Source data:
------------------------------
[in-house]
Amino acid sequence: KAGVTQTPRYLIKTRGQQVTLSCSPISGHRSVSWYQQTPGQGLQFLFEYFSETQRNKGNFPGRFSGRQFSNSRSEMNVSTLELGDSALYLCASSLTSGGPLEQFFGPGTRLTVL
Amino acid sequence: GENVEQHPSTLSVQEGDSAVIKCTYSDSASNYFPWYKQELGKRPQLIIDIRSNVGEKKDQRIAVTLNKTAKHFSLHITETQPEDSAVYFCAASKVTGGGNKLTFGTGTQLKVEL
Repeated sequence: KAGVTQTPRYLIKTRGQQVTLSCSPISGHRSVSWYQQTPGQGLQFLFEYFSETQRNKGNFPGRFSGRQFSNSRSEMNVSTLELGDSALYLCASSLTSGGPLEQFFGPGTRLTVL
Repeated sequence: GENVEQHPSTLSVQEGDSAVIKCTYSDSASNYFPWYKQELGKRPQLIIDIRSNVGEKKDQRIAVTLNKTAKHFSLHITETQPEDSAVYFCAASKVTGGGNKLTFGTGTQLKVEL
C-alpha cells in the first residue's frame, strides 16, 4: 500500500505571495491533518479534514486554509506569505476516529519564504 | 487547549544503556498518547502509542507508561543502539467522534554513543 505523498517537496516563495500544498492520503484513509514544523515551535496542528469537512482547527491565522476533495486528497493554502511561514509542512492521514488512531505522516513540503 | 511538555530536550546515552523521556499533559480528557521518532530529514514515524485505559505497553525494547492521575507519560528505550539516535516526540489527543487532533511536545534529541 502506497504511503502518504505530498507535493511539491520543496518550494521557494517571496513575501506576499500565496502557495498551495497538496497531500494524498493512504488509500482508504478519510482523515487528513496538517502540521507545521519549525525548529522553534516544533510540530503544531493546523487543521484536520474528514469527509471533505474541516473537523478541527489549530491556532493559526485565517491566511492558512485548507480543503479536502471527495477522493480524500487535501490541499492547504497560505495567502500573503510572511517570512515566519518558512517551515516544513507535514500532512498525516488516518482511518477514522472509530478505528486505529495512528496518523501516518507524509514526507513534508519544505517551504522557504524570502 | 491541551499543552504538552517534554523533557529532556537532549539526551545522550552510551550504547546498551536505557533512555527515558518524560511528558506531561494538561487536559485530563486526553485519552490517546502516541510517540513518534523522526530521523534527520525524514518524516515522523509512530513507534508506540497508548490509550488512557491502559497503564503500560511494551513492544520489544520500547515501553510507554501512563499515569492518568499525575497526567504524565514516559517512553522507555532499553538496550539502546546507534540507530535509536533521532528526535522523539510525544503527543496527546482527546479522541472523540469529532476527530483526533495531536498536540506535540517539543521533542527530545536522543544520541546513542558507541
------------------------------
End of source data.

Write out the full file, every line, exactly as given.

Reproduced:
[in-house]
Amino acid sequence: KAGVTQTPRYLIKTRGQQVTLSCSPISGHRSVSWYQQTPGQGLQFLFEYFSETQRNKGNFPGRFSGRQFSNSRSEMNVSTLELGDSALYLCASSLTSGGPLEQFFGPGTRLTVL
Amino acid sequence: GENVEQHPSTLSVQEGDSAVIKCTYSDSASNYFPWYKQELGKRPQLIIDIRSNVGEKKDQRIAVTLNKTAKHFSLHITETQPEDSAVYFCAASKVTGGGNKLTFGTGTQLKVEL
Repeated sequence: KAGVTQTPRYLIKTRGQQVTLSCSPISGHRSVSWYQQTPGQGLQFLFEYFSETQRNKGNFPGRFSGRQFSNSRSEMNVSTLELGDSALYLCASSLTSGGPLEQFFGPGTRLTVL
Repeated sequence: GENVEQHPSTLSVQEGDSAVIKCTYSDSASNYFPWYKQELGKRPQLIIDIRSNVGEKKDQRIAVTLNKTAKHFSLHITETQPEDSAVYFCAASKVTGGGNKLTFGTGTQLKVEL
C-alpha cells in the first residue's frame, strides 16, 4: 500500500505571495491533518479534514486554509506569505476516529519564504 | 487547549544503556498518547502509542507508561543502539467522534554513543 505523498517537496516563495500544498492520503484513509514544523515551535496542528469537512482547527491565522476533495486528497493554502511561514509542512492521514488512531505522516513540503 | 511538555530536550546515552523521556499533559480528557521518532530529514514515524485505559505497553525494547492521575507519560528505550539516535516526540489527543487532533511536545534529541 502506497504511503502518504505530498507535493511539491520543496518550494521557494517571496513575501506576499500565496502557495498551495497538496497531500494524498493512504488509500482508504478519510482523515487528513496538517502540521507545521519549525525548529522553534516544533510540530503544531493546523487543521484536520474528514469527509471533505474541516473537523478541527489549530491556532493559526485565517491566511492558512485548507480543503479536502471527495477522493480524500487535501490541499492547504497560505495567502500573503510572511517570512515566519518558512517551515516544513507535514500532512498525516488516518482511518477514522472509530478505528486505529495512528496518523501516518507524509514526507513534508519544505517551504522557504524570502 | 491541551499543552504538552517534554523533557529532556537532549539526551545522550552510551550504547546498551536505557533512555527515558518524560511528558506531561494538561487536559485530563486526553485519552490517546502516541510517540513518534523522526530521523534527520525524514518524516515522523509512530513507534508506540497508548490509550488512557491502559497503564503500560511494551513492544520489544520500547515501553510507554501512563499515569492518568499525575497526567504524565514516559517512553522507555532499553538496550539502546546507534540507530535509536533521532528526535522523539510525544503527543496527546482527546479522541472523540469529532476527530483526533495531536498536540506535540517539543521533542527530545536522543544520541546513542558507541